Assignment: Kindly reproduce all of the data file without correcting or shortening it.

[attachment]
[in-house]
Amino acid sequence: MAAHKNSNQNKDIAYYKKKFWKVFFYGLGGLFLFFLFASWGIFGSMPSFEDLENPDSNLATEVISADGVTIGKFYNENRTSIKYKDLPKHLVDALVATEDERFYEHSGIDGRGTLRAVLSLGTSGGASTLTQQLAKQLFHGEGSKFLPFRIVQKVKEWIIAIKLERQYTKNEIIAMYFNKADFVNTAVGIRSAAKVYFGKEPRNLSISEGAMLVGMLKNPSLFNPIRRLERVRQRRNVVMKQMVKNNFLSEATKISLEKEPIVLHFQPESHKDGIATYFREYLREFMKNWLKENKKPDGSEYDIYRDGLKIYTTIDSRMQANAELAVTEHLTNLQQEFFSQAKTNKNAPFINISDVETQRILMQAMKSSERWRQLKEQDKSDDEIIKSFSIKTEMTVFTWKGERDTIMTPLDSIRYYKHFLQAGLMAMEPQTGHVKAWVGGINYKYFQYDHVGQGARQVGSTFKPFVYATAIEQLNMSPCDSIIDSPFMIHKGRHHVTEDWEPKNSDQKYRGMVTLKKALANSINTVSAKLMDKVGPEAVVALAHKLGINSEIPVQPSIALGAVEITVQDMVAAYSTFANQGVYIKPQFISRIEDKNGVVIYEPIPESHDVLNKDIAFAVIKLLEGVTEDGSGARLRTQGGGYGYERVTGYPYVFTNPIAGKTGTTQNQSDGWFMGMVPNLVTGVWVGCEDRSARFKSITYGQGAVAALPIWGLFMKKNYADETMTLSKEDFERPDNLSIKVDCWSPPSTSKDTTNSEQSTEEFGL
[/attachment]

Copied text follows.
[in-house]
Amino acid sequence: MAAHKNSNQNKDIAYYKKKFWKVFFYGLGGLFLFFLFASWGIFGSMPSFEDLENPDSNLATEVISADGVTIGKFYNENRTSIKYKDLPKHLVDALVATEDERFYEHSGIDGRGTLRAVLSLGTSGGASTLTQQLAKQLFHGEGSKFLPFRIVQKVKEWIIAIKLERQYTKNEIIAMYFNKADFVNTAVGIRSAAKVYFGKEPRNLSISEGAMLVGMLKNPSLFNPIRRLERVRQRRNVVMKQMVKNNFLSEATKISLEKEPIVLHFQPESHKDGIATYFREYLREFMKNWLKENKKPDGSEYDIYRDGLKIYTTIDSRMQANAELAVTEHLTNLQQEFFSQAKTNKNAPFINISDVETQRILMQAMKSSERWRQLKEQDKSDDEIIKSFSIKTEMTVFTWKGERDTIMTPLDSIRYYKHFLQAGLMAMEPQTGHVKAWVGGINYKYFQYDHVGQGARQVGSTFKPFVYATAIEQLNMSPCDSIIDSPFMIHKGRHHVTEDWEPKNSDQKYRGMVTLKKALANSINTVSAKLMDKVGPEAVVALAHKLGINSEIPVQPSIALGAVEITVQDMVAAYSTFANQGVYIKPQFISRIEDKNGVVIYEPIPESHDVLNKDIAFAVIKLLEGVTEDGSGARLRTQGGGYGYERVTGYPYVFTNPIAGKTGTTQNQSDGWFMGMVPNLVTGVWVGCEDRSARFKSITYGQGAVAALPIWGLFMKKNYADETMTLSKEDFERPDNLSIKVDCWSPPSTSKDTTNSEQSTEEFGL